If I disagree with anything in this pattern, it would be that you should drop things that would take a disproportionate investment of time and effort to accomplish. I think that sometimes, even for a little improvement, it is necessary to sink way too much time and effort into certain things that are fundamental or are extremely important to a project. Not all the time, but it is important to be able to make that distinction for yourself and figure out what is really needed to improve, regardless of the cost.

From the blog CS@Worcester – Kurt Maiser's Coding Blog by kmaiser and used with permission of the author. All other rights reserved by the author.

Reflection on the Sweep the Floor Apprenticeship Pattern

This apprenticeship pattern urges apprentices who are going to be entering the workforce to take on the tasks that nobody else wants to do. The tasks on the edges of the project, like documentation or code refactoring. It explains that this is a good way to help out the team without much experience, to ingratiate yourself with your teammates, and show everyone that you are capable and a useful member of the team. It will also help you gain some humility, by doing the tasks nobody else wants to do and learning the importance of these tasks.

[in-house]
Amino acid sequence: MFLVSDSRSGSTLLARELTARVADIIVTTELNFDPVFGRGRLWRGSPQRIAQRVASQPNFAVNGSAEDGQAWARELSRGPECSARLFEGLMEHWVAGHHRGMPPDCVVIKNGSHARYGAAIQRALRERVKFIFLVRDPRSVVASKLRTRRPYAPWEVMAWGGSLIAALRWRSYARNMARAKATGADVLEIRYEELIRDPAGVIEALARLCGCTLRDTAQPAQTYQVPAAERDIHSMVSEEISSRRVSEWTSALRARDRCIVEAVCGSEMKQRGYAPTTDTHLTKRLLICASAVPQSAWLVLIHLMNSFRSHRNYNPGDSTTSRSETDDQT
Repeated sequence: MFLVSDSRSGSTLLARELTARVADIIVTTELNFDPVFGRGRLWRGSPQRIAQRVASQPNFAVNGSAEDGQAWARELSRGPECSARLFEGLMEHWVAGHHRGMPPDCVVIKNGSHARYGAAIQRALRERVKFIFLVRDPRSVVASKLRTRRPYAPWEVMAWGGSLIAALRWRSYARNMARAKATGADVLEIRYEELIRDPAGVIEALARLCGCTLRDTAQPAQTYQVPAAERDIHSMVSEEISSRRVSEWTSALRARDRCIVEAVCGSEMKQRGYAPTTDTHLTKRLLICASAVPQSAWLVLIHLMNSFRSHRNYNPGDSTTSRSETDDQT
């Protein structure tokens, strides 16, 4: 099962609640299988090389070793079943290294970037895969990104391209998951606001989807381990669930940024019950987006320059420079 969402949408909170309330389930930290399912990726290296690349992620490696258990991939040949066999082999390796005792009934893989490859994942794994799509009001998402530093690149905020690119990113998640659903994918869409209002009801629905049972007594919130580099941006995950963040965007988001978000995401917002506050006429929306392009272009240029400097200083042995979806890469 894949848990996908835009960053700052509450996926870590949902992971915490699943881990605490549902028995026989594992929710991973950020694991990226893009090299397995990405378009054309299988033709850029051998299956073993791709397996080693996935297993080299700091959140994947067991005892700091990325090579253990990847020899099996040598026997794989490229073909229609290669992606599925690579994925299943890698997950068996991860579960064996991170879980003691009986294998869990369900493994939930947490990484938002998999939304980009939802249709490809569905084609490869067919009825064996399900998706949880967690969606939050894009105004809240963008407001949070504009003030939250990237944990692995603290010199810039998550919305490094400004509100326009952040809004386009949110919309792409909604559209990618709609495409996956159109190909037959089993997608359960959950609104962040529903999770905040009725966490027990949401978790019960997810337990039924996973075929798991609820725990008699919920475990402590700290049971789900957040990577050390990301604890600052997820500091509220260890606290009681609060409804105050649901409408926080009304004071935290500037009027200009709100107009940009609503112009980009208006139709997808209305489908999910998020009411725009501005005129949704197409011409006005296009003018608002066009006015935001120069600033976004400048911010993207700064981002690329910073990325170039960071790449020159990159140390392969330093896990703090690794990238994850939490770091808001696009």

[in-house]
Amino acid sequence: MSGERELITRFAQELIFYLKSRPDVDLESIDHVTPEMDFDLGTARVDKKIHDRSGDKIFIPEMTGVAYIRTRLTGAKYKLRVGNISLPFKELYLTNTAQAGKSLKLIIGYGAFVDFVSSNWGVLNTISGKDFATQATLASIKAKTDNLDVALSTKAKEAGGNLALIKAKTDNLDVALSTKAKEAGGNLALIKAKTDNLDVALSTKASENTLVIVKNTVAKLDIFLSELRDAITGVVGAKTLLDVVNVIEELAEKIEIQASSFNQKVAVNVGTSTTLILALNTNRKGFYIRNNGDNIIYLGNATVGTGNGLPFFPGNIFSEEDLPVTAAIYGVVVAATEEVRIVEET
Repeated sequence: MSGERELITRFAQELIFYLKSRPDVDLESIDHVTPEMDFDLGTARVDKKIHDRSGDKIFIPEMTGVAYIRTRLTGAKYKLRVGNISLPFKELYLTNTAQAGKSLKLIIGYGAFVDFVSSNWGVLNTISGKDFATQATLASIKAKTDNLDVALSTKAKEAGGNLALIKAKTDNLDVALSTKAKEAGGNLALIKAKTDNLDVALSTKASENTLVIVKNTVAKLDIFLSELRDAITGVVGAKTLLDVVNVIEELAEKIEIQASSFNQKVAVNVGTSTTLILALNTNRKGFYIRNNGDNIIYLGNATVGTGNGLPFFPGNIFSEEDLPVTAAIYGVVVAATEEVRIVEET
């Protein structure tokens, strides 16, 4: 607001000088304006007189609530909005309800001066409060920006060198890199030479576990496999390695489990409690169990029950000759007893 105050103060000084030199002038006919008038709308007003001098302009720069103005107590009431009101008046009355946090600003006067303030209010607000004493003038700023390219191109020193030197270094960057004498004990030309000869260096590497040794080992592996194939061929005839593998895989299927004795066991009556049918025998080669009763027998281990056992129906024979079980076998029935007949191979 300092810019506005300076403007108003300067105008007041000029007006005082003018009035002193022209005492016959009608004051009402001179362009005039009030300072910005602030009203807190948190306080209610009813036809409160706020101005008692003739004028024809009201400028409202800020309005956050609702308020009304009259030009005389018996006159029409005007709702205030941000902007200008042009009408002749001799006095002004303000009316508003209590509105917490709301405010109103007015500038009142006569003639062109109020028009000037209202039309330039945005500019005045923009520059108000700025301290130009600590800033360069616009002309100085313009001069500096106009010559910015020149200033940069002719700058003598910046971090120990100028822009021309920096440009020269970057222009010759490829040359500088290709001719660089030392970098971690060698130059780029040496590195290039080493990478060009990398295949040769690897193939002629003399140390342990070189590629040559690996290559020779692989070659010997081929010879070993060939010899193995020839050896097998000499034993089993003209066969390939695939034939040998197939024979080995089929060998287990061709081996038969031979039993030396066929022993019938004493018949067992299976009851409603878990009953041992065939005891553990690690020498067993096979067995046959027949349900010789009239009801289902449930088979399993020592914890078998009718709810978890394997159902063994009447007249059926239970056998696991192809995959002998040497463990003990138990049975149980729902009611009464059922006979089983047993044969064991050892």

I think that the real strength of this pattern is in laying down expectations for apprentices about to start, or just starting their time on a real team in the real world. We have to humble ourselves and realize that when we first start at a project, we are new and we haven’t earned our chops, or shown anyone what we can really do. By choosing to take on the menial tasks that everyone else has pushed aside, we are choosing to show everyone that we are willing to get our hands dirty, dive into a new project, and prove that we can be valuable besides just as a workhorse on these tasks. Showing the team that you are ready and willing to contribute to the project in whatever way you can shows that you aren’t someone to shy away from a challenge. The pattern also warns about the pitfalls of this though, and they are good things to keep in mind so you don’t get stuck doing menial work forever. I had kind of planned on this since the beginning, I think it is vitally important to show people that you are willing to do what needs to be done, and this pattern has reinforced the need to be ready for that and reminded me that while I am willing to do it, I also need to advocate for myself and make sure that I am getting what I want as an apprentice: the opportunity to learn, and to work on something bigger.